Texas Democrats Are Lining Up To Take On Congress' Biggest Climate Denier

Rep. Lamar Smith has "really put a target on his back," said one organizer.

WASHINGTON — Midterm elections may be a year and a half away, but in Texas’ 21st Congressional District the race to rid Washington of one of its most stalwart deniers of near-universally accepted climate science is already well underway.

At least nine Democratic candidates are vying for a chance to unseat 16-term Republican Rep. Lamar Smith, chairman of the House Committee on Science, Space, and Technology and an early and loyal supporter of President Donald Trump. And the Democratic primary field in the district, which stretches from Austin to San Antonio and into West Texas, is only expected to grow.

“Smith has really put a target on his back,” said Adam Reiser of The Race to Replace, a group of Democratic organizers working to support progressive candidates capable of ousting Smith.

Reiser said left-leaning voters in central Texas are anxious to unseat Smith: “People are paying attention in a way that I’ve never seen in my life.”

It won’t be an easy race for whoever eventually becomes the Democratic nominee; the district is both heavily gerrymandered and historically Republican. Smith’s Democratic opponent last November, Tom Wakely, tallied just 36 percent of the vote to Smith’s 57 percent.

But both Reiser and Jason Sugg of TX21 Indivisible, another liberal group working in the district, are hopeful 2018 will be different. Blue voters are moving into cities like Austin and San Antonio, and polls show that the majority of the district’s residents believe in and support taking action to combat climate change, putting Smith at odds with most of his constituents. Furthermore, last year was the first time Smith’s percentage of the vote dipped below 60.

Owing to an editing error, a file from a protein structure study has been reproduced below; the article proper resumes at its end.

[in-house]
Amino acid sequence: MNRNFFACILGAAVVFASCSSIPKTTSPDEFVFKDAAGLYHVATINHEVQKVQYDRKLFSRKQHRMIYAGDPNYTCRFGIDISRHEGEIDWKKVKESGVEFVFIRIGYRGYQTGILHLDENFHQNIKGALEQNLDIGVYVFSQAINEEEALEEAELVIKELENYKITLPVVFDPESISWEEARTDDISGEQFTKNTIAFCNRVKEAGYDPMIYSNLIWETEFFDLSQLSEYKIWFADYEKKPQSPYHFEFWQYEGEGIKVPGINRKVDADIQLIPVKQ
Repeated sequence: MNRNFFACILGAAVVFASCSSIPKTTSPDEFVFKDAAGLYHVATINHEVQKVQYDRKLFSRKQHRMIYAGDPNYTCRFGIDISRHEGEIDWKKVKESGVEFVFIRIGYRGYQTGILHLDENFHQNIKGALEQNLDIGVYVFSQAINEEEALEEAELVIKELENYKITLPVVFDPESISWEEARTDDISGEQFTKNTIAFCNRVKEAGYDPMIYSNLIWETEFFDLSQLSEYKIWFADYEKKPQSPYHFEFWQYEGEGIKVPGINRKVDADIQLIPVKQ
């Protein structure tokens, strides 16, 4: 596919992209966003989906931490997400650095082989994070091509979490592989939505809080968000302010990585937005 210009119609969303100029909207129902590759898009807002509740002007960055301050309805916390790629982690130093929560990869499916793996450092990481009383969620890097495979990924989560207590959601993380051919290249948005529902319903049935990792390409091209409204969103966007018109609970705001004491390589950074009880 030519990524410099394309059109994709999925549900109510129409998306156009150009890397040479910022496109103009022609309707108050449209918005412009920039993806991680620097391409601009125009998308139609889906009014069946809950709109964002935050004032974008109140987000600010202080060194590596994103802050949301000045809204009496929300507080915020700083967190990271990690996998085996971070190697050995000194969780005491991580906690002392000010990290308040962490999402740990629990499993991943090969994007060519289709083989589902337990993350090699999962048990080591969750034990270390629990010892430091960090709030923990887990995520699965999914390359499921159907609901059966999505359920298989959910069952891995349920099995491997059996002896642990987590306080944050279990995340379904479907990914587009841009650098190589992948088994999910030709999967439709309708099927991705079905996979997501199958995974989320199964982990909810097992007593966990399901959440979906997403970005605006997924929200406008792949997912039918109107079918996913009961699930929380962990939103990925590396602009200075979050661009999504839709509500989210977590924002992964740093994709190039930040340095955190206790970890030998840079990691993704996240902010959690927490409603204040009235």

“I think, especially with the prospect of a wave election in 2018, that this is a district that could really be one of those surprise wins,” Sugg said. “There’s a lot of potential here when you actually drill down and look at the numbers.”

A number of Democrats have already started vying for the chance to face Rep. Lamar Smith (R-Texas) in 2018.
A number of Democrats have already started vying for the chance to face Rep. Lamar Smith (R-Texas) in 2018.
Bill Clark/CQ Roll Call via Getty Images

First elected in 1986, Smith is the 14th-longest-serving member of the current U.S. House. The San Antonio native has received more than $700,000 from the oil and gas industry over those years. In his five years as chairman of the science committee, he has worked to defund climate research and harassed federal climate scientists, whom he has accused of playing “fast and loose” with data. He has also sprinted to defend the fossil fuel industrynamely Exxon Mobil Corp. from investigations into their own records on climate change and used his power to push his own anti-science agenda, stacking hearings with coal and chemical lobbyists and climate skeptics.

Days after Trump’s inauguration, Smith drew backlash when, on the floor of the House, he claimed that it is “better to get your news directly from the president. In fact, it might be the only way to get the unvarnished truth.”

Smith is among a trio of Republicans that nonprofit political action committee 314 Action is targeting for their anti-science views. Smith’s office did not respond to HuffPost’s request for comment.

TX21 Indivisible hosted a town hall in Austin last month, where several aspiring candidates fielded questions from voters. And on May 1, The Race to Replace hosted the first in a series of candidate forums it is organizing throughout the summer. The resounding message at both events was that it’s time for Smith to go.

The Race To Replace isn’t backing any particular candidate, though Reiser did say there are a number of “strong” contenders. Instead the group is focused on galvanizing energy to remove Smith and field strong, progressive, electable candidates for the March 2018 primary and November general election.